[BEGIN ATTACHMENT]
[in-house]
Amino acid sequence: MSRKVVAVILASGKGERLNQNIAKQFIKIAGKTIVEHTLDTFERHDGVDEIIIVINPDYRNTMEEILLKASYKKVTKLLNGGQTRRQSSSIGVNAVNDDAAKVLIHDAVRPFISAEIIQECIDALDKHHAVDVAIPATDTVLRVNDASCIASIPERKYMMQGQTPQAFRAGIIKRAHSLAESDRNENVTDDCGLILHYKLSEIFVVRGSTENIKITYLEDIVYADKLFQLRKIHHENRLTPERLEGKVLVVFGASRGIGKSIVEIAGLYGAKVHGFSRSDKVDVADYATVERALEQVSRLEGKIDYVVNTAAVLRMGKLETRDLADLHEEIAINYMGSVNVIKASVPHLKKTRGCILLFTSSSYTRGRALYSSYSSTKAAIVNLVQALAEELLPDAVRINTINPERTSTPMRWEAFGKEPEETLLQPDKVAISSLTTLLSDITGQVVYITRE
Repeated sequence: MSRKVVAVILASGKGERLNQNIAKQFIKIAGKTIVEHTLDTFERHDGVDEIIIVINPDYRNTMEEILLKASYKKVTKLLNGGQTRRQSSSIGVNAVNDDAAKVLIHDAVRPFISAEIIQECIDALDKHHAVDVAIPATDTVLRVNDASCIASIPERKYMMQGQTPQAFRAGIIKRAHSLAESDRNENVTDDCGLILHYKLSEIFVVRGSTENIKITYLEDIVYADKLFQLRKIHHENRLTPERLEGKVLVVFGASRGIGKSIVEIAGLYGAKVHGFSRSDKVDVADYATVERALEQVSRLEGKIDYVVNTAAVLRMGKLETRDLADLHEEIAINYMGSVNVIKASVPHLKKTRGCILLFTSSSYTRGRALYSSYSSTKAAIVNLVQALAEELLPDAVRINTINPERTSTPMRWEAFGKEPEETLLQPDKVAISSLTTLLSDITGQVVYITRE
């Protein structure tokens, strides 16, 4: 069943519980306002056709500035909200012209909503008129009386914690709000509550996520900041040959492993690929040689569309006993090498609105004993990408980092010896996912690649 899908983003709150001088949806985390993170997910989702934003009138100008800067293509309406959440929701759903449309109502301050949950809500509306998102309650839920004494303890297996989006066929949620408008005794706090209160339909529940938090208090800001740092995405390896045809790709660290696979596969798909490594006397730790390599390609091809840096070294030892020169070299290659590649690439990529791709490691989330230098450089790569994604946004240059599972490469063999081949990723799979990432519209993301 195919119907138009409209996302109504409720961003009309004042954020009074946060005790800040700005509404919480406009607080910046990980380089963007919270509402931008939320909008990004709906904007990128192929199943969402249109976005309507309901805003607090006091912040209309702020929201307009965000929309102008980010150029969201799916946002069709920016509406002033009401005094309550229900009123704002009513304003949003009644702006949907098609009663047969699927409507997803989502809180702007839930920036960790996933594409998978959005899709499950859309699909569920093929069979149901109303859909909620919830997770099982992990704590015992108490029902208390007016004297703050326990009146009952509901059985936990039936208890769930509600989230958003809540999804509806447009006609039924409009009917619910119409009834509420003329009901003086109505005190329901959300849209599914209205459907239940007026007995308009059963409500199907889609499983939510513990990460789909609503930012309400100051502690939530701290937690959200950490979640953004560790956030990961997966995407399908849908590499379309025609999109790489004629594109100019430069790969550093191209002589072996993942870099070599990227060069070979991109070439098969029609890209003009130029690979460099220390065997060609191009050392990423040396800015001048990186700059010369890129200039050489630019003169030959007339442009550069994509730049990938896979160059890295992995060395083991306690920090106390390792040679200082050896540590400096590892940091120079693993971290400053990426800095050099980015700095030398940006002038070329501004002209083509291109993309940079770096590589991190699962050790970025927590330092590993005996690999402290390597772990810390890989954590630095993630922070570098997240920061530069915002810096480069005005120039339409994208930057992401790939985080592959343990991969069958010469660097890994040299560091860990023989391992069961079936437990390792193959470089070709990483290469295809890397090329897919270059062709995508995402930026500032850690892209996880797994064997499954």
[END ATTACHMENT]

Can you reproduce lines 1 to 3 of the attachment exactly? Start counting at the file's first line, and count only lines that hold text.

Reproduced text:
[in-house]
Amino acid sequence: MSRKVVAVILASGKGERLNQNIAKQFIKIAGKTIVEHTLDTFERHDGVDEIIIVINPDYRNTMEEILLKASYKKVTKLLNGGQTRRQSSSIGVNAVNDDAAKVLIHDAVRPFISAEIIQECIDALDKHHAVDVAIPATDTVLRVNDASCIASIPERKYMMQGQTPQAFRAGIIKRAHSLAESDRNENVTDDCGLILHYKLSEIFVVRGSTENIKITYLEDIVYADKLFQLRKIHHENRLTPERLEGKVLVVFGASRGIGKSIVEIAGLYGAKVHGFSRSDKVDVADYATVERALEQVSRLEGKIDYVVNTAAVLRMGKLETRDLADLHEEIAINYMGSVNVIKASVPHLKKTRGCILLFTSSSYTRGRALYSSYSSTKAAIVNLVQALAEELLPDAVRINTINPERTSTPMRWEAFGKEPEETLLQPDKVAISSLTTLLSDITGQVVYITRE
Repeated sequence: MSRKVVAVILASGKGERLNQNIAKQFIKIAGKTIVEHTLDTFERHDGVDEIIIVINPDYRNTMEEILLKASYKKVTKLLNGGQTRRQSSSIGVNAVNDDAAKVLIHDAVRPFISAEIIQECIDALDKHHAVDVAIPATDTVLRVNDASCIASIPERKYMMQGQTPQAFRAGIIKRAHSLAESDRNENVTDDCGLILHYKLSEIFVVRGSTENIKITYLEDIVYADKLFQLRKIHHENRLTPERLEGKVLVVFGASRGIGKSIVEIAGLYGAKVHGFSRSDKVDVADYATVERALEQVSRLEGKIDYVVNTAAVLRMGKLETRDLADLHEEIAINYMGSVNVIKASVPHLKKTRGCILLFTSSSYTRGRALYSSYSSTKAAIVNLVQALAEELLPDAVRINTINPERTSTPMRWEAFGKEPEETLLQPDKVAISSLTTLLSDITGQVVYITRE